I some did some careful examining of the PC board Friday night and discovered a couple of things:
1) One of the tabs on the pot, the wiper tab, had shifted when soldered. This shift created a small gap that LOOKS like the joint is OK, but it ain't. I was NEVER getting the speed signal to the outside world. I remedied that problem and VIOLA, it ran... at minimum speed. Only at minimum speed, no matter where the speed pot was set, or where the run/stop switch was set. (That switch DOES work by the way - I checked it with a meter.)
2) More careful examination of the board reveled that the 100K resistor was connected between +5V, and the WIPER of the pot. That's NOT where it should have been. You know those parallel resistance calculations that I ASSUMED I didn't need to make? I wound up doing them last night. I haven't had to do anything like that in 30 years. I wound up having to look up how to do it on the interwebb, just to be sure. Turns out that damned 100K resistor was causing the minimum speed problem. Me, myself, and I were having a discussion, and we decided that it's true. When you ASSUME something, it really does make an ASS out of U and ME.

Those results got me to wondering about all the rest of my choices. Back to the interwebb to see what I could find on the Hall effect sensor that started this trip down the rabbit hole.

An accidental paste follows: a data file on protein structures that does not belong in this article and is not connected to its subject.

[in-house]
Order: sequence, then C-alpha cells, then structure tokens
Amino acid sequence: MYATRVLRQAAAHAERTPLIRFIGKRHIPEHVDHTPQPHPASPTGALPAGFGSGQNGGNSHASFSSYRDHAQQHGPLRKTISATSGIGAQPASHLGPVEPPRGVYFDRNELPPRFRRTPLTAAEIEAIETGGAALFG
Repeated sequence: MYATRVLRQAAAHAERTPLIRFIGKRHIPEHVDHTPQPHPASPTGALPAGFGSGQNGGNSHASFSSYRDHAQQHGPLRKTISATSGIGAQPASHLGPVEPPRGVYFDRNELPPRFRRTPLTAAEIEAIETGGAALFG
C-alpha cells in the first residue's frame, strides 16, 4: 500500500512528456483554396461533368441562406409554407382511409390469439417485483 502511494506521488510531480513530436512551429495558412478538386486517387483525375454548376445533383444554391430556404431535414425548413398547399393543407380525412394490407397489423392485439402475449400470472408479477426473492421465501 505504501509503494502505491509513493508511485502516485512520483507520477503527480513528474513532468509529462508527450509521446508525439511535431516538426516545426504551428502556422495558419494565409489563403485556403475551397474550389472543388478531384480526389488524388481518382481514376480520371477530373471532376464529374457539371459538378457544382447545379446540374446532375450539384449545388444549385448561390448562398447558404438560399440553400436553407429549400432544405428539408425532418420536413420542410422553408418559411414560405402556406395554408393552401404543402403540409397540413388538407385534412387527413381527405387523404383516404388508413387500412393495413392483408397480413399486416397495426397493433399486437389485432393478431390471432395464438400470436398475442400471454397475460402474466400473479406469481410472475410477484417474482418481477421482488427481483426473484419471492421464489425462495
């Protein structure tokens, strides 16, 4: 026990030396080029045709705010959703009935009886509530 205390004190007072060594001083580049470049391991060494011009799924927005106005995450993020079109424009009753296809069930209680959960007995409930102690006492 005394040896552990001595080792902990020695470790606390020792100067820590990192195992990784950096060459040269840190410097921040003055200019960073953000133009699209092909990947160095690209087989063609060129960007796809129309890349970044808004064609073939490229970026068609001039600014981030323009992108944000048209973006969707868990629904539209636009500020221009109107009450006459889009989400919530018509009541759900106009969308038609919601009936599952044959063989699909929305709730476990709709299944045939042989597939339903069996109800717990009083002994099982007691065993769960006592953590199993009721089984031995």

I found out that they had used a 49E sensor. By process elimination it was in a TO-92 package, the other configuration was surface mount. This sensor works on magnetic field strength, from -1000 Gauss to +1000 Gauss. The output voltage specification shows a fairly linear response with a 0V output at -1000 Gauss. At 0 Gauss the output voltage should be approximately 1/2 the supply voltage, that corresponds to the measured 2.4V at minimum speed.(One half of the +5V supply voltage.) At +1000 Gauss the output voltage should be approximately 4V, this also matches the measured values. I re-did the calculations, no assumptions this time, and.... IF I hook it up CORRECTLY this time, it should work.

I found a piece of a different style of perf-board that was left over from some other project. It will work much better and still fit the space available. I'll check the new design at LEAST one more time tomorrow, BEFORE I start to build it.

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I built that board 2 times yesterday.

The 1st time using the board that I thought would work better - it didn't. As long as you didn't modify the traces on the board it was OK, the traces were arranged in parallel strips with 5 holes in each section. I needed to split 2 of the traces into 2 hole, and 3 hole sections. The traces were EXTREMELY thin. They seemed more like electroplating than copper foil. When I tried soldering those sections, where I had split the traces the copper would peel away from the board. I wound up with little halos of copper wrapped around the component leads. (Many bad words were definitely uttered.)

The 2nd attempt was made using the original style perf-board with the plated through holes, and VERY careful construction - making sure that Tab A actually went into Slot B. I plugged everything back into the servo controller and it ran - at minimum speed. (More bad words.)